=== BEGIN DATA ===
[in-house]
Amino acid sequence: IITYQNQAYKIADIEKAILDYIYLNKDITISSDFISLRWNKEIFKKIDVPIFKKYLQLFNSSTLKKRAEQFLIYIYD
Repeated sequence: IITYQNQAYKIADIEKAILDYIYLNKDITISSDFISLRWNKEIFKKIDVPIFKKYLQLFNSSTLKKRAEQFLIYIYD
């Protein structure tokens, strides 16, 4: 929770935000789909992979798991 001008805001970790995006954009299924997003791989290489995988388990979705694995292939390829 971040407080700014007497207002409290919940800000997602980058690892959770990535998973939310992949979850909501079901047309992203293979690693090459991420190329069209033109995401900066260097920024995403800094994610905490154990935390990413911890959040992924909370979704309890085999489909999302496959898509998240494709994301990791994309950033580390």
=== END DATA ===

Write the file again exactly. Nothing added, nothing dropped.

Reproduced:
[in-house]
Amino acid sequence: IITYQNQAYKIADIEKAILDYIYLNKDITISSDFISLRWNKEIFKKIDVPIFKKYLQLFNSSTLKKRAEQFLIYIYD
Repeated sequence: IITYQNQAYKIADIEKAILDYIYLNKDITISSDFISLRWNKEIFKKIDVPIFKKYLQLFNSSTLKKRAEQFLIYIYD
């Protein structure tokens, strides 16, 4: 929770935000789909992979798991 001008805001970790995006954009299924997003791989290489995988388990979705694995292939390829 971040407080700014007497207002409290919940800000997602980058690892959770990535998973939310992949979850909501079901047309992203293979690693090459991420190329069209033109995401900066260097920024995403800094994610905490154990935390990413911890959040992924909370979704309890085999489909999302496959898509998240494709994301990791994309950033580390």